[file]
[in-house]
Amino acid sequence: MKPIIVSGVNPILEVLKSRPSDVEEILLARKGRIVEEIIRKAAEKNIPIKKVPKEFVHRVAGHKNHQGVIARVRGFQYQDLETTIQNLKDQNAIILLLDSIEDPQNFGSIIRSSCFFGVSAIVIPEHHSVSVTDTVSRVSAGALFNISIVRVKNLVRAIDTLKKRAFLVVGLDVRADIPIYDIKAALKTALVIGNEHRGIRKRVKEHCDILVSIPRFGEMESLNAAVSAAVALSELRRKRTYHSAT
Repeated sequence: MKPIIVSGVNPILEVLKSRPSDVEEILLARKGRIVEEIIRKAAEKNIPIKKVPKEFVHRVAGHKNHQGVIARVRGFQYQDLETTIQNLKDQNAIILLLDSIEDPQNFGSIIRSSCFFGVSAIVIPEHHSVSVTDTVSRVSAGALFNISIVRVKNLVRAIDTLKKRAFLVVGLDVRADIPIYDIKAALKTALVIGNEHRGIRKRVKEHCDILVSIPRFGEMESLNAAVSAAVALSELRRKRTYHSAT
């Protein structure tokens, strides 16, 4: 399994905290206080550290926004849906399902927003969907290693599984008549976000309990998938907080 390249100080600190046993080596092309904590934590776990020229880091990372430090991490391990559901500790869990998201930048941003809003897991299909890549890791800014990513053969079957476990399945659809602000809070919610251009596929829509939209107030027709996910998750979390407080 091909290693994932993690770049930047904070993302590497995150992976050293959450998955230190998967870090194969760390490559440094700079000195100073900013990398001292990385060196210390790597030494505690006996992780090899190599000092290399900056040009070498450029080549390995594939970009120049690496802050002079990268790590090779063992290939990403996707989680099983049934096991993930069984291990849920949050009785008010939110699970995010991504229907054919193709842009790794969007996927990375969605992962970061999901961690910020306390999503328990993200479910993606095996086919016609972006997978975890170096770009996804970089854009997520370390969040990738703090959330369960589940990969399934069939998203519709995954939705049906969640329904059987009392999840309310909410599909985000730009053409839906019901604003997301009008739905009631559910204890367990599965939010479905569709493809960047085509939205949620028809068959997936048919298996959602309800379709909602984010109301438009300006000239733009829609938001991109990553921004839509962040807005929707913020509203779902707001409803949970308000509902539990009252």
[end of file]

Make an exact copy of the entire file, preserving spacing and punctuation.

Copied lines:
[in-house]
Amino acid sequence: MKPIIVSGVNPILEVLKSRPSDVEEILLARKGRIVEEIIRKAAEKNIPIKKVPKEFVHRVAGHKNHQGVIARVRGFQYQDLETTIQNLKDQNAIILLLDSIEDPQNFGSIIRSSCFFGVSAIVIPEHHSVSVTDTVSRVSAGALFNISIVRVKNLVRAIDTLKKRAFLVVGLDVRADIPIYDIKAALKTALVIGNEHRGIRKRVKEHCDILVSIPRFGEMESLNAAVSAAVALSELRRKRTYHSAT
Repeated sequence: MKPIIVSGVNPILEVLKSRPSDVEEILLARKGRIVEEIIRKAAEKNIPIKKVPKEFVHRVAGHKNHQGVIARVRGFQYQDLETTIQNLKDQNAIILLLDSIEDPQNFGSIIRSSCFFGVSAIVIPEHHSVSVTDTVSRVSAGALFNISIVRVKNLVRAIDTLKKRAFLVVGLDVRADIPIYDIKAALKTALVIGNEHRGIRKRVKEHCDILVSIPRFGEMESLNAAVSAAVALSELRRKRTYHSAT
């Protein structure tokens, strides 16, 4: 399994905290206080550290926004849906399902927003969907290693599984008549976000309990998938907080 390249100080600190046993080596092309904590934590776990020229880091990372430090991490391990559901500790869990998201930048941003809003897991299909890549890791800014990513053969079957476990399945659809602000809070919610251009596929829509939209107030027709996910998750979390407080 091909290693994932993690770049930047904070993302590497995150992976050293959450998955230190998967870090194969760390490559440094700079000195100073900013990398001292990385060196210390790597030494505690006996992780090899190599000092290399900056040009070498450029080549390995594939970009120049690496802050002079990268790590090779063992290939990403996707989680099983049934096991993930069984291990849920949050009785008010939110699970995010991504229907054919193709842009790794969007996927990375969605992962970061999901961690910020306390999503328990993200479910993606095996086919016609972006997978975890170096770009996804970089854009997520370390969040990738703090959330369960589940990969399934069939998203519709995954939705049906969640329904059987009392999840309310909410599909985000730009053409839906019901604003997301009008739905009631559910204890367990599965939010479905569709493809960047085509939205949620028809068959997936048919298996959602309800379709909602984010109301438009300006000239733009829609938001991109990553921004839509962040807005929707913020509203779902707001409803949970308000509902539990009252």